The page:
One Easter, when I was nine or so, I spent the morning with my parents eating chocolate and our typcal holiday breakfast of eggs and bacon. Then I settled onto the sofa with a copy of the Bible.
There was a pause while my parents digested this heretofore unwitnessed Bible-reading scene.
"What are you doing?" my mom asked.
"Looking for Easter," I said, flipping through the fine pages. Would there be a chapter heading entitled "Easter: What it All Means"?
"Well, hurry it up, because we have to get ready to go to Aunt Rhonda's," she said.
This led to a Q & A about why we got together at Aunt Rhonda's for Easter, and why we brought chocolate eggs and Peeps in little baskets for the cousins, and what any of it had to do with this book I was holding.
"Well," she said, pausing at the edge of the living room in her nightgown and bathrobe. "This is the day that Jesus rose from the dead."
She obviously didn't know.I turned my attention back to the Bible. I wanted the story. I wanted the back story. I wanted the spiritual signifiance.
I still want the spiritual significance of most things (though Christian holidays in America no longer rank high on my list). I want my children to know the spiritual significance of things, too. When they begin to wonder what it all means, I want them to have some tools, some steps to take, so they don't have to scramble through impenetrable books when they're supposed to be getting dressed for Aunt Rhonda's. In fact, Matt and I have been knocking around the idea of finding a church we could tolerate for, oh, eight years or so. Since he was raised a Unitarian, we thought we might check that out. Since Unitarians tend not to be connected with witch burnings, gropes for political power or abortion-clinic bombings, I figured I could probably stomach it.
Reader, I figured wrong.
When the day finally came that we had agreed to meet my mother-in-law at her Unitarian church here in Seattle, with the kids, I was gripped with the realization that I would much rather stay home and stick my hand down the garbage disposal. I flung my clothes on the bed. I sighed heavily and stomped around the room. I wanted to wear serious lingerie. I wanted stiletto heels. I wanted something that said, "I don't belong in church."
In the car ride over, my husband and I didn't say a word. The children filled the silence with their own arguments about whose turn it was to hold the Red Robin balloon that we'd left in the car the day before. Finally, I spat, "Remind me why we are doing this? To make your mother happy?"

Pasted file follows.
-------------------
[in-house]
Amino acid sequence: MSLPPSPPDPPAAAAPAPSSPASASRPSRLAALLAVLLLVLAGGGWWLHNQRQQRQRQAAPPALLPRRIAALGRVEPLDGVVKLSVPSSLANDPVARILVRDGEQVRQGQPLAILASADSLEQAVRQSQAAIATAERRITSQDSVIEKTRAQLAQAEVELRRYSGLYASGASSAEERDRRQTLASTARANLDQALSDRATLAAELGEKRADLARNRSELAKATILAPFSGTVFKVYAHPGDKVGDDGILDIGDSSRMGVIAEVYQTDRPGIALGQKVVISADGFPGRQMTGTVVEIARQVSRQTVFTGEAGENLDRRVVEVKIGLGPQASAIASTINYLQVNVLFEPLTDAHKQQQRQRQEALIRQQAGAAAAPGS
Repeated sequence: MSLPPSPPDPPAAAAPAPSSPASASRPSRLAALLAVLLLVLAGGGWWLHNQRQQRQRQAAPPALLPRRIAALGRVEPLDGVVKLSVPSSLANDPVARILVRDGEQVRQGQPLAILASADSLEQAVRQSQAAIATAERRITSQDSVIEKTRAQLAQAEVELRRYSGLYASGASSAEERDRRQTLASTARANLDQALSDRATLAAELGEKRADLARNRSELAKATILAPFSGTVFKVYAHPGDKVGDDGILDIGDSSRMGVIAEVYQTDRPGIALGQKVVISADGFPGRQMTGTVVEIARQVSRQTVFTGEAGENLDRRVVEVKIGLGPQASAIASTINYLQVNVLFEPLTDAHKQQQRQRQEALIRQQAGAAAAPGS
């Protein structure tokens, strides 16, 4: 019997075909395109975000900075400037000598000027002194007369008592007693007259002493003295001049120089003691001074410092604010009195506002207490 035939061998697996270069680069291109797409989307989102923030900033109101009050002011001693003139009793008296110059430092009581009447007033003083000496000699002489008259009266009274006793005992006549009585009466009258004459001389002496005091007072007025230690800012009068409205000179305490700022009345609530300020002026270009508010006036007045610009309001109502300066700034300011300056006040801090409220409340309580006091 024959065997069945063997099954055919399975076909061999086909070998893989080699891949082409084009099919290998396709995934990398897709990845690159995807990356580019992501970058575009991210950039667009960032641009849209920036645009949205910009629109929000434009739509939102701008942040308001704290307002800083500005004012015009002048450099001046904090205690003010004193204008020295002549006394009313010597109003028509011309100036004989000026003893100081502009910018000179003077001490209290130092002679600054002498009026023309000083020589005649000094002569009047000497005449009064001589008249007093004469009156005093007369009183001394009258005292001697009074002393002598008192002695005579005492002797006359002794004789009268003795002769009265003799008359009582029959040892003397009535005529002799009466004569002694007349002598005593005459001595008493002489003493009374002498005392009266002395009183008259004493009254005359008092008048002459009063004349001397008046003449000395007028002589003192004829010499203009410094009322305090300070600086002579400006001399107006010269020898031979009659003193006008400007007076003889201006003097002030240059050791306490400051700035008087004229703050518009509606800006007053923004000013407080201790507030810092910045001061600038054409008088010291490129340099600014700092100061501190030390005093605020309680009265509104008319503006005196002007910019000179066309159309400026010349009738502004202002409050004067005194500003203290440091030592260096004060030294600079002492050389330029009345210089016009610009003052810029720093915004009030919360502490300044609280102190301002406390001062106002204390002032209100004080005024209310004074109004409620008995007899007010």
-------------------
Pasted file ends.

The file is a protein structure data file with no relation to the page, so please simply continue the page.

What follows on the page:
"Because we agreed that we wanted to do this, a long time ago. Remember? Remember how we talked about wanting to find a place we like for the kids?"
"Yeah," I admitted with great bitterness. I couldn't remember what that felt like, to want to find a church for the kids. I couldn't remember what it felt like to want that for myself. I had yoga now, I had Tantra to delve into, I had meditation and my yoga community. What could I possibly want with nice white people dressed in ironed clothing sitting with pleasant smiles on their faces?
"You obviously don't want to go," he said.
"That doesn't matter," I snapped. "I'm going." The children, previously riotous in the back seat, went quiet.
By the time we pulled into the parking lot, he was telling me that I had a problem with church and was acting like a brat and was going to ruin it for everyone else.
I denied everything except acting like a brat. And I pressed on with my commitment by rising from the car and unbuckling the kids.
We filed into the entry and began searching for Matt's mother. I looked away when nice ladies wearing big "WELCOME NEWCOMERS" badges on their bosoms caught my eye. I stalked over to the tea and coffee table. I had put on my most masculine, clunky boots, the heels of which now pounded the scrubbed wooden floor. I wondered, while pouring apple juice into paper cups for the children, why the idea of going to church always makes me want to show up in a red cocktail dress, smoking.
Inside the sanctuary, I looked around at the other families. I paid close attention to the expressions of the men. Were they dragged here by their wives? Was this their choice? Why did I think it might not be?
During the service, a storyteller came to the front and asked all the children to gather round. She was clever, and warm, and amusing, and the children responded to her with laughter and rapt attention. When she sent them back to the pews, I stood to be sure Jonah and Audrey were finding their way. I saw Jonah holding Audrey's hand, leading her confidently back to us. She followed mutely, her blue eyes wide and vulnerable. For a moment, I was swept up in the feeling of belonging, of goodness. "Those are my kids," I wanted to tell someone.
But then the singing started, and I stood silently while on either side of me Matt and his mother sang reedily into their hymn books.
The service drew its content from the Gospel of Recycling. I kid you not. They talked about green living. I was deeply unmoved. I couldn't get into the mediocre art hanging on the walls. I couldn't feel any power in the dull hymns. I felt exasperated by the relentless, nice humanism of the place. It felt like being in a public school, only everyone was better behaved and a lot older. My kids liked the place and my mother-in-law was clearly pleased that we were there, but I just couldn't feel anything there but a great urge to bolt.
I don't know how we are going to bring a formal spiritual lfe to our children. When my mother-in-law is here on her long visits, she can take them to church. I have no problem whatsoever with anything they are going to learn at a Unitarian church.
I just don't want to go.